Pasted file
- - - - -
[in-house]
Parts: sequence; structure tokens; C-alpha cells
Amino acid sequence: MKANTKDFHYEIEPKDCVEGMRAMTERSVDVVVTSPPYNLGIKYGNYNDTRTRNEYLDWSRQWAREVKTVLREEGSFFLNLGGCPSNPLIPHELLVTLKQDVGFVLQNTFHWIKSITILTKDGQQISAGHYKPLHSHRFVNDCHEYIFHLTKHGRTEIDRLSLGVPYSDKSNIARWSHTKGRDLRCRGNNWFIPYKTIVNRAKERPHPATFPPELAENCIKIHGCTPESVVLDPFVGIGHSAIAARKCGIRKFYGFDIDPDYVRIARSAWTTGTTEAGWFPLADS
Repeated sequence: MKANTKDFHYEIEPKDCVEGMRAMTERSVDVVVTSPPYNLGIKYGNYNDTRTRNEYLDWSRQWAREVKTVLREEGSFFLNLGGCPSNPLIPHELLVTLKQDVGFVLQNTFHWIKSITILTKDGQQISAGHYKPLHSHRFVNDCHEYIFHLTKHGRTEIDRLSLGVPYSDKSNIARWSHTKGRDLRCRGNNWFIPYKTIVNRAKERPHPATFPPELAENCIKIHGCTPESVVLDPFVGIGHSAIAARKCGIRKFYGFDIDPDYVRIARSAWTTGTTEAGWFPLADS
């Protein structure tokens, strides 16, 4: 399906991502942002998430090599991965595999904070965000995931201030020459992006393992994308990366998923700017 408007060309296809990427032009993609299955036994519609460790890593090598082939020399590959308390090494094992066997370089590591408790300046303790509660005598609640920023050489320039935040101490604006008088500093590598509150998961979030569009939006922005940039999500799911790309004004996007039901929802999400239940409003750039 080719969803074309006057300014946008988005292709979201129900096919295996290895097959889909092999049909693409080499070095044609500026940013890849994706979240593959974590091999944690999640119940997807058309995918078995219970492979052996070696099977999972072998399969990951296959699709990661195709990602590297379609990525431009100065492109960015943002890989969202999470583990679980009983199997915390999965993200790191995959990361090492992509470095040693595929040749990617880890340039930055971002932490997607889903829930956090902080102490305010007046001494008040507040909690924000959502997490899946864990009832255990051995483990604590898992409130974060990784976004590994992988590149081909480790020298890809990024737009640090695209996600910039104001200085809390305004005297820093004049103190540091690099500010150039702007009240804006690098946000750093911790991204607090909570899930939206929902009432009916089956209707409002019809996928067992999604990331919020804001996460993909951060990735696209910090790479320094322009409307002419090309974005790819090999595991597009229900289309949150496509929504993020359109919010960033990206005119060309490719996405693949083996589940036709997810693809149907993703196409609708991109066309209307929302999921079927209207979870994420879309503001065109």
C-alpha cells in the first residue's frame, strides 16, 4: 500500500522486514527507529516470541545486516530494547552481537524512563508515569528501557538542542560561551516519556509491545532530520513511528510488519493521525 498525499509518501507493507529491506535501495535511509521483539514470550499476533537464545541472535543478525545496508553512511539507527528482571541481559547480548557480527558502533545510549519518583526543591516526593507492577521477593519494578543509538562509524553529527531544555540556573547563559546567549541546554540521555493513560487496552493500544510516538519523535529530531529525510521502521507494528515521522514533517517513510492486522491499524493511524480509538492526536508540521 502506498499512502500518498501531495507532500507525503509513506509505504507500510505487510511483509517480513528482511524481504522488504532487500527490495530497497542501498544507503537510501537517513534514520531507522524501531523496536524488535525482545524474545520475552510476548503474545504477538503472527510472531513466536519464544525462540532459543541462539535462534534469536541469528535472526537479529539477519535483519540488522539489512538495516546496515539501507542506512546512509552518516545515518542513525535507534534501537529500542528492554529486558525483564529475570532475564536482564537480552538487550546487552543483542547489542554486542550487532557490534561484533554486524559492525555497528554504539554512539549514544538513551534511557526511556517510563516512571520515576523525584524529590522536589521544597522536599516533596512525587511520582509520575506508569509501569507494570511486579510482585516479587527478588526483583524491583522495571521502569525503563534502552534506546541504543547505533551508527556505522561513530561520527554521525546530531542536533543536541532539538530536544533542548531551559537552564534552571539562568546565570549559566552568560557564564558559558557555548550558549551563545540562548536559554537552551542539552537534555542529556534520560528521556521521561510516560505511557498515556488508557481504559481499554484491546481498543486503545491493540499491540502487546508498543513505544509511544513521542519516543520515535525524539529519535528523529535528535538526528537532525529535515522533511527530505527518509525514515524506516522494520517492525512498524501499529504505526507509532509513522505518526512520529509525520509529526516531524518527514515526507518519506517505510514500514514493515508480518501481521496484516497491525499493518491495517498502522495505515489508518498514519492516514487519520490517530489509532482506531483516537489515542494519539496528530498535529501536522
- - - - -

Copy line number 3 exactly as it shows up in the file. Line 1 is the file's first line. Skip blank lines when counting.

Amino acid sequence: MKANTKDFHYEIEPKDCVEGMRAMTERSVDVVVTSPPYNLGIKYGNYNDTRTRNEYLDWSRQWAREVKTVLREEGSFFLNLGGCPSNPLIPHELLVTLKQDVGFVLQNTFHWIKSITILTKDGQQISAGHYKPLHSHRFVNDCHEYIFHLTKHGRTEIDRLSLGVPYSDKSNIARWSHTKGRDLRCRGNNWFIPYKTIVNRAKERPHPATFPPELAENCIKIHGCTPESVVLDPFVGIGHSAIAARKCGIRKFYGFDIDPDYVRIARSAWTTGTTEAGWFPLADS